Parkinson's disease biomarker found in patient urine samples

Discussion in 'Health & Fitness' started by Plazma Inferno!, Jul 8, 2016.

  1. Plazma Inferno! Ding Ding Ding Ding Administrator

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    For more than five years, urine and cerebral-spinal fluid samples from patients with Parkinson's disease have been locked in freezers in the NINDS National Repository, stored with the expectation they might someday help unravel the still-hidden course of this slow-acting neurodegenerative disease.
    Now, research by Andrew West, Ph.D., and colleagues at the University of Alabama at Birmingham has revealed that the tubes hold a brand-new type of biomarker -- a phosphorylated protein that correlates with the presence and severity of Parkinson's disease. West and colleagues, with support from the National Institutes of Health, the Michael J. Fox Foundation for Parkinson's Disease Research and the Parkinson's Disease Foundation, are digging deeper into these biobanked samples, to validate the biomarker as a possible guide for future clinical treatments and a monitor of the efficacy of potential new Parkinson's drugs in real time during treatment.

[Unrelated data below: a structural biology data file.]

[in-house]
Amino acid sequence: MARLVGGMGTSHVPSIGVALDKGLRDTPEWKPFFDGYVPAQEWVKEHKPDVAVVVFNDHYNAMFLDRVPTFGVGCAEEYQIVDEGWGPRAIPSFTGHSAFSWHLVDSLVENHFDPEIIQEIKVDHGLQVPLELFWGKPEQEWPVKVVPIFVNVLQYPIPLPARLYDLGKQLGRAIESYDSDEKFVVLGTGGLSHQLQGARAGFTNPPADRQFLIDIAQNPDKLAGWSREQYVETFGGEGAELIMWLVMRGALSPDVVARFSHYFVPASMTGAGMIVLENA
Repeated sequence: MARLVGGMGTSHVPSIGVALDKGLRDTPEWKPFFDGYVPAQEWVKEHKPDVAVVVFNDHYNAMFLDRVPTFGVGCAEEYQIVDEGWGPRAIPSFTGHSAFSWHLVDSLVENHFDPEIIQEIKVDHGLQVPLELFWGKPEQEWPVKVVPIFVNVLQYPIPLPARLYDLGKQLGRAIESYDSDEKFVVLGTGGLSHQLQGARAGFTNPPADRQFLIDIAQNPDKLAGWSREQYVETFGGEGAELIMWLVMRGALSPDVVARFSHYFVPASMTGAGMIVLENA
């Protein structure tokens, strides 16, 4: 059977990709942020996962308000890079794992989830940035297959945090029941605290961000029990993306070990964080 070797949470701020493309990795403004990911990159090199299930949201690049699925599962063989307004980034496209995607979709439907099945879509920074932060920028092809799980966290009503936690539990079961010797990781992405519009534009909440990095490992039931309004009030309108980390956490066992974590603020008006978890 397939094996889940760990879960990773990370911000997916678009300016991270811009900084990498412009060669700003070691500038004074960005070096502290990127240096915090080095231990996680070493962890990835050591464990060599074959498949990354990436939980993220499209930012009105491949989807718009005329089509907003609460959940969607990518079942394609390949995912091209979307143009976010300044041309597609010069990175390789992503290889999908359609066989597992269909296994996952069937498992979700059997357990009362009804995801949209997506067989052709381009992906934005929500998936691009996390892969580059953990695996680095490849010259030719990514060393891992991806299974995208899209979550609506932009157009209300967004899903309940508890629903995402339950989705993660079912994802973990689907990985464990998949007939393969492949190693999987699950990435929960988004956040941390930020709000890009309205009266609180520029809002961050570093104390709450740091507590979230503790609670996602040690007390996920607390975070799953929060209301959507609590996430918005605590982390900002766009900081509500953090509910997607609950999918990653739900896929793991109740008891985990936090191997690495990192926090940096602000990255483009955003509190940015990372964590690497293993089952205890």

A biomarker helps physicians predict, diagnose or monitor disease, because the biomarker corresponds to the presence or risk of disease, and its levels may change as the disease progresses. Validated biomarkers can aid both preclinical trial work in the laboratory and future clinical trials of drugs to treat Parkinson's. West and others are paving the way for an inhibitor drug that prevented neuroinflammation and neurodegeneration in an animal model of the disease, as reported last year by West and colleagues.

    https://www.sciencedaily.com/releases/2016/07/160705135353.htm
     

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